Survey: Sustainability a marketing issue for German managers


According to a company survey by the HR consultancy Russell Reynolds, protecting the climate and the environment is good for the image of many German managers, but has no consequences for the business model. “46 percent of the German board members surveyed state that sustainability measures are taken for marketing reasons” in order “to be viewed as socially responsible and to set themselves apart from the competition through a sustainability image,” said the management consultants in Frankfurt am Main. “Only 15 percent of board members rely on sustainability for additional value creation.”

Only every fourth board member surveyed in Germany believes that their company has a sustainability strategy that is clearly communicated and implemented. According to the study, one in three thinks that their CEO is personally committed to sustainability. Accordingly, “the majority of German board members and executives still see sustainability primarily as a reputational risk that needs to be managed.”

Young managers in Germany are also relatively little concerned with it: In the past three years, only 26 percent have had three or more tasks related to sustainability – compared to 40 percent of their age group in an international comparison.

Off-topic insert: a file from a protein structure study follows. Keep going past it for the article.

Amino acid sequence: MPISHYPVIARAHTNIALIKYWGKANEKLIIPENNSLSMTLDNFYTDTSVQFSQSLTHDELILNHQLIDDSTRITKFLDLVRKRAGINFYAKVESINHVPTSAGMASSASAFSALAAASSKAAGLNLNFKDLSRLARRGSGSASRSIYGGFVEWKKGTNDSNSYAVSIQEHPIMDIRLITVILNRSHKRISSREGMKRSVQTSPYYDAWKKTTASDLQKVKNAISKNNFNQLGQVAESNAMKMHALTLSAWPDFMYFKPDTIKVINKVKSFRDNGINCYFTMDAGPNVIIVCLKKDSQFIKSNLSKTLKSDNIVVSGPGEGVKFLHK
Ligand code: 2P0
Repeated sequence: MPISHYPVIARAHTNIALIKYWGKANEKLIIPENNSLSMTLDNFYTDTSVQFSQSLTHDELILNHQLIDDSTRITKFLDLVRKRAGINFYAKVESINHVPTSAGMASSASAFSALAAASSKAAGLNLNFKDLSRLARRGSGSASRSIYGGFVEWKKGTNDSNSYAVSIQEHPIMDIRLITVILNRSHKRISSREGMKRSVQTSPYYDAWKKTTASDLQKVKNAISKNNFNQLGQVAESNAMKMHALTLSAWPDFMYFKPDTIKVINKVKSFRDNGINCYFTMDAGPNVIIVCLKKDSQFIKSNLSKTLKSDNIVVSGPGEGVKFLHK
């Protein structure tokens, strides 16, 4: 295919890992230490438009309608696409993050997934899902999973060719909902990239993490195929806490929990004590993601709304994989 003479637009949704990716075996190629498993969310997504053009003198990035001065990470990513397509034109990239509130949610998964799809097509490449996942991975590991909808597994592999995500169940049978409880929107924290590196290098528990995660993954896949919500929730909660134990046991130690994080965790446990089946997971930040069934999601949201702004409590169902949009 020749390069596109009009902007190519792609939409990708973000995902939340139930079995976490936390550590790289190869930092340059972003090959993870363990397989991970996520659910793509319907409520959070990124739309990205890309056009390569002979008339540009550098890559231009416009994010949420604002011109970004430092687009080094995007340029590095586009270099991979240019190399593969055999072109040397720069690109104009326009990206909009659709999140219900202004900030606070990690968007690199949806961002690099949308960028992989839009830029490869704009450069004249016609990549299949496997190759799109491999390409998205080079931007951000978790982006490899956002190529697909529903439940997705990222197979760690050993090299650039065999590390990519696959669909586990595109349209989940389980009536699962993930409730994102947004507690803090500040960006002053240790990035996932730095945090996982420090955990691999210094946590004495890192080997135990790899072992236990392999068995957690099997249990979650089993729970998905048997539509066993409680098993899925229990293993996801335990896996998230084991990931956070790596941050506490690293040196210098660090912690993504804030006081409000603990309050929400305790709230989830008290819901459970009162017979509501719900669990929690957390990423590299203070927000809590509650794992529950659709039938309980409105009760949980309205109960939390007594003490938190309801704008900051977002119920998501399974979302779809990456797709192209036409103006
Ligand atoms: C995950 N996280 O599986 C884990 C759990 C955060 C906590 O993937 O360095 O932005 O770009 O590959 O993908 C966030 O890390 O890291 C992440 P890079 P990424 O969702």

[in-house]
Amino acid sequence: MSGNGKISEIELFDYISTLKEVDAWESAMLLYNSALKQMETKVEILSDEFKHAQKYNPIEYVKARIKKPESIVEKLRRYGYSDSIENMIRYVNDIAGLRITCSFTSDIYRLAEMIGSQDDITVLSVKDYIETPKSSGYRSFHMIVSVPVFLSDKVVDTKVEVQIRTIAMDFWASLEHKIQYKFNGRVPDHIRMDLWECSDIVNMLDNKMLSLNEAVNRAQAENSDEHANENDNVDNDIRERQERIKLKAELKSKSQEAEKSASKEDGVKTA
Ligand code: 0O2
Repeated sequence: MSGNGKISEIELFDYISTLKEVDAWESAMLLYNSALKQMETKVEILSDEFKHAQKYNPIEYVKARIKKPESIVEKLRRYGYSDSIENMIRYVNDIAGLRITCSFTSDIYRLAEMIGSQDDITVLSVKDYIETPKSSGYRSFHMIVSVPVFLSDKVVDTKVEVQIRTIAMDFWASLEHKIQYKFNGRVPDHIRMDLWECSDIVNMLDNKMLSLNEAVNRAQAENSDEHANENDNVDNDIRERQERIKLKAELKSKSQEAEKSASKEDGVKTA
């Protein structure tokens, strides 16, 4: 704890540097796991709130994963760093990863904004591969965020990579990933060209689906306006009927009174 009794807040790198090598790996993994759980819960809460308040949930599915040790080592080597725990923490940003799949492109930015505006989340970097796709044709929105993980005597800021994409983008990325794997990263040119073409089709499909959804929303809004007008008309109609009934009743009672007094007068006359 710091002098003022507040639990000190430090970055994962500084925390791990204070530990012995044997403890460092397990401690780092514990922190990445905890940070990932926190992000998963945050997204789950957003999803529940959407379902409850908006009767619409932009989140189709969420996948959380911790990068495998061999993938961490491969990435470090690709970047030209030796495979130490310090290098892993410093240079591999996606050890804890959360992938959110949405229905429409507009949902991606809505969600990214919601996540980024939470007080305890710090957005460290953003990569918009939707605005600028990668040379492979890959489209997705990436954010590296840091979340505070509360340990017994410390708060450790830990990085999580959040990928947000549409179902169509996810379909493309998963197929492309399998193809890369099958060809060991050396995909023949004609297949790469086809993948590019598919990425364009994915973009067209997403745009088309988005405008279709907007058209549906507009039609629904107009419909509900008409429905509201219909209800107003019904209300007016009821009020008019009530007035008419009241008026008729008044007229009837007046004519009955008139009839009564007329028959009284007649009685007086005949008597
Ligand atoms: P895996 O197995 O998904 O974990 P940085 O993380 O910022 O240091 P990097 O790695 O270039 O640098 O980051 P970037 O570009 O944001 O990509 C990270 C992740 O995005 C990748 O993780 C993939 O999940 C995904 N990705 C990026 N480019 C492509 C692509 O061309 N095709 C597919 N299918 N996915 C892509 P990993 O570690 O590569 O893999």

Executives in Germany in particular see the conversion to sustainable management as one of the greatest tasks of the next ten years, said management consultant Max von der Planitz. “Almost all the leaders we spoke to want to help build a better world.” It seems paradoxical: “In the eleven markets we examined, German employees and board members are most likely to agree on the critical issues, which should actually make it easier to adapt the business models.”

For the study, Russell Reynolds surveyed 9,500 board members, junior executives and employees in eleven countries around the world. In Germany, the consultants surveyed 89 board members and 658 employees and junior executives.


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